This is the fact of your life! This is the business of this life!—Maezumi Roshi

The last time I was so acutely aware of an eclipse was on August 11, 1999. That morning I had been admitted to the hospital to have labor induced because I had complications and the baby was at risk. The thing is, nothing happened. The contractions never started. At the end of the day, after I’d been told that we’d start all over in the morning, I watched the news. That’s how I learned that there had been a total eclipse of the sun that day, visible mainly over Europe. To me, that explained the delay. Life seems to stand still in anticipation of a solar eclipse, and then it disappears.

You may suppose that time is only passing away and not understand that time never arrives. — Dogen Zenji

I live in my own path of totality, you see, a path I try not to veer away from. Completely engaged in the precious and fleeting rarity of my own immediate reality. Eclipsed by nothing and nowhere else. Alert and alive to the place where the rarest flower blooms. Embracing the moment that will never return: now.

This is the only place we have the power to go good and do good for others.

And that, my friends, is what brings me to tears.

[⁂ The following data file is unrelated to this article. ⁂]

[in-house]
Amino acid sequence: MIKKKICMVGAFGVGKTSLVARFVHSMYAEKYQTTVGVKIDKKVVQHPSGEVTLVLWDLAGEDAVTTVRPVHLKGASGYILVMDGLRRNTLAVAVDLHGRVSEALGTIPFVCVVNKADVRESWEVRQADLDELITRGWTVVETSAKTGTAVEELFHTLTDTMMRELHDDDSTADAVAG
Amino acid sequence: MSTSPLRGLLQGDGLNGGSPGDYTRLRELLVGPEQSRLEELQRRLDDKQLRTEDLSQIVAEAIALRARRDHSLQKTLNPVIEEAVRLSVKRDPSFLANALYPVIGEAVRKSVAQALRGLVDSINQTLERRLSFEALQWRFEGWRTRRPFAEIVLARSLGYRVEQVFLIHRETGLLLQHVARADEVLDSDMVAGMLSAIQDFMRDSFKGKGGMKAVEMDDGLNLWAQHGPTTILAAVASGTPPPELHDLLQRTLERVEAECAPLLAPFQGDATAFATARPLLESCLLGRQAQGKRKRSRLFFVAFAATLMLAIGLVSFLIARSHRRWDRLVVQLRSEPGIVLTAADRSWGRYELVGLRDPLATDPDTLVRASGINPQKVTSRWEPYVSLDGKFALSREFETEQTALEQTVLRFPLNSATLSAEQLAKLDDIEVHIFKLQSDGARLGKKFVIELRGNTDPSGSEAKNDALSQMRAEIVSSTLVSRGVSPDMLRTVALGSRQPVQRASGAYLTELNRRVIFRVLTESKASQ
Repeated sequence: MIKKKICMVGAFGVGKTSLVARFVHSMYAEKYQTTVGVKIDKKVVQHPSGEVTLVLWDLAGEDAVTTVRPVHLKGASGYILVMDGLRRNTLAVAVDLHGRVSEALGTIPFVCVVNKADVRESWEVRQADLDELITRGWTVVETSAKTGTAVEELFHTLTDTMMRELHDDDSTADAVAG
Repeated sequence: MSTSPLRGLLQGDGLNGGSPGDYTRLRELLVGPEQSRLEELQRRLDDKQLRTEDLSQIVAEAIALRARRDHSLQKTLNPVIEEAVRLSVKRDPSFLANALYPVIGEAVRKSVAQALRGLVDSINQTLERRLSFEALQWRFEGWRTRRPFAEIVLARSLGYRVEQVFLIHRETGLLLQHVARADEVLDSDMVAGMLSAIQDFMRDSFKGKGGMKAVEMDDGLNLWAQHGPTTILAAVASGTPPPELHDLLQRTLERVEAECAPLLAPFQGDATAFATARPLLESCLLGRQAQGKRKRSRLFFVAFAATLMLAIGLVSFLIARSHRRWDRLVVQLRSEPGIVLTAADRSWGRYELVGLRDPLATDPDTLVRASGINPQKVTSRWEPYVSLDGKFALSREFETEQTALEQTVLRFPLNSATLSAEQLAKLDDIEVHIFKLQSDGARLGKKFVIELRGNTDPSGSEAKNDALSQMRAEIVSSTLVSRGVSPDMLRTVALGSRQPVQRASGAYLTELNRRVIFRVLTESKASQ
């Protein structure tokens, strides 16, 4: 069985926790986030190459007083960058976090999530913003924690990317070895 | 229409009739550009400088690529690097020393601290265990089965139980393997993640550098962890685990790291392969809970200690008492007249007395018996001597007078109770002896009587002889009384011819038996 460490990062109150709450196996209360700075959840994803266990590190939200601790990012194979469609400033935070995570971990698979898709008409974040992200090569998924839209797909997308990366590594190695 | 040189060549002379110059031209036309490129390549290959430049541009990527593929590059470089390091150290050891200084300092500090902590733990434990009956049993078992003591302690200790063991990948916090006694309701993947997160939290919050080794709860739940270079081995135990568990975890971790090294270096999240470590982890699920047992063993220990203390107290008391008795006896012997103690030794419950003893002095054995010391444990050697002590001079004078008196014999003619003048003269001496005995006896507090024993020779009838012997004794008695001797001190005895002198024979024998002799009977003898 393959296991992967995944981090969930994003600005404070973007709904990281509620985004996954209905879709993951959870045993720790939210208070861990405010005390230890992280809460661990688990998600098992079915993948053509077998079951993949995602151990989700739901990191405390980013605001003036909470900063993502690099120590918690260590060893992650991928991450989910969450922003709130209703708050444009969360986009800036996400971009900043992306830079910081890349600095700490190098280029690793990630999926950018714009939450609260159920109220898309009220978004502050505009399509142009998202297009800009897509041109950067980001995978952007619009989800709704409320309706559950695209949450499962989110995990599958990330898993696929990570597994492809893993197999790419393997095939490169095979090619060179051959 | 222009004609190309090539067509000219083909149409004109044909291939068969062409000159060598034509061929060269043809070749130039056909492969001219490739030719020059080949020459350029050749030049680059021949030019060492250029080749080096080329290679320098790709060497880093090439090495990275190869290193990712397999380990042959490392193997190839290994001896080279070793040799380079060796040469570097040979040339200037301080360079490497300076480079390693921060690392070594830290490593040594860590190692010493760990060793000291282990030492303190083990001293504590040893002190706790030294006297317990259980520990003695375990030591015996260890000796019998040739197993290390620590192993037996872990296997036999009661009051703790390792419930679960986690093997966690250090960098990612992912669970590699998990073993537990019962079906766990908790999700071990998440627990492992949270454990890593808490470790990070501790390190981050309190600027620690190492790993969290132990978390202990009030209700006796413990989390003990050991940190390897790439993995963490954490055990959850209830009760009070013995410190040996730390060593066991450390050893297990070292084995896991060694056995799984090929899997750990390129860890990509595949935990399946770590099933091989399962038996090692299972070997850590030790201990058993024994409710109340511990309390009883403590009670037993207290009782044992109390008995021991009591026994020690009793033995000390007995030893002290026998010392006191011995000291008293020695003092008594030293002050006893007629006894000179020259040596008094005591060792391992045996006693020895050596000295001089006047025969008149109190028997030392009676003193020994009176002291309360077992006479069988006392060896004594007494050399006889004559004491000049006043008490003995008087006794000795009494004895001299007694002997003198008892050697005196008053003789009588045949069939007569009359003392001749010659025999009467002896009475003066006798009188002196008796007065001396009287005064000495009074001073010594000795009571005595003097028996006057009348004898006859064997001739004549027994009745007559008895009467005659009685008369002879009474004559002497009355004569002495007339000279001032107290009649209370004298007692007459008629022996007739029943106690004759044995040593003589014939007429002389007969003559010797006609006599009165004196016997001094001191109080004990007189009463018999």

9 Comments »

  1. Yes. Thank you, Maezen.

    Comment by Julie Lambert — August 15, 2017 @ 5:37 am

  2. ❤️ “Eclipsed by nothing.”

    Comment by Ranya — August 15, 2017 @ 5:38 am

  3. Most beautiful thing I’ve read in a long while. Thank you. And thank you for the reminder of this forever unfolding miracle that is now.

    Comment by Bonnie Rae Nygren — August 15, 2017 @ 7:40 am

  4. “my own path of totality” Yes. And thank you. I’ve been hard-pressed to explain to family and friends why I am not caught up in the excitement and desire to place myself along with masses of humanity in the direct path of the solar eclipse. Your words are helpful to me. Thank you.

    Comment by Julie Griffin — August 15, 2017 @ 7:50 am

  5. The truth of which you write, that it is now, in my life the only place where I have the power to do good, brings me to tears. Thank you, Maezen.

    Comment by Katharine — August 15, 2017 @ 9:31 am

  6. Lovely.

    Comment by Theresa — August 15, 2017 @ 4:13 pm

  7. So reassuring,Thank you.

    Comment by lucy — August 16, 2017 @ 7:52 am

  8. Thank you once again for a reminder of what is important. I have just returned from weeks with my daughter, helping her with her newborn son. Holding him, watching him, that brings tears to my eyes, even as I recall it. I once stood on the side of a boat and watched a humpback whale rear up out of the ocean perpendicular to us. For a mere few seconds we made eye contact. That was a moment I will never forget.
    There is awe in each moment.

    _()_

    Comment by Jude Smith — August 16, 2017 @ 10:54 am

  9. […] Maezen Miller writes in her blog post “eclipsed“: “It’s not surprising that it seems reasonable [to do something crazy] and wait for the […]

    Pingback by Carpeing the Diem: The Eclipse | Daughter on Duty — August 24, 2017 @ 8:39 am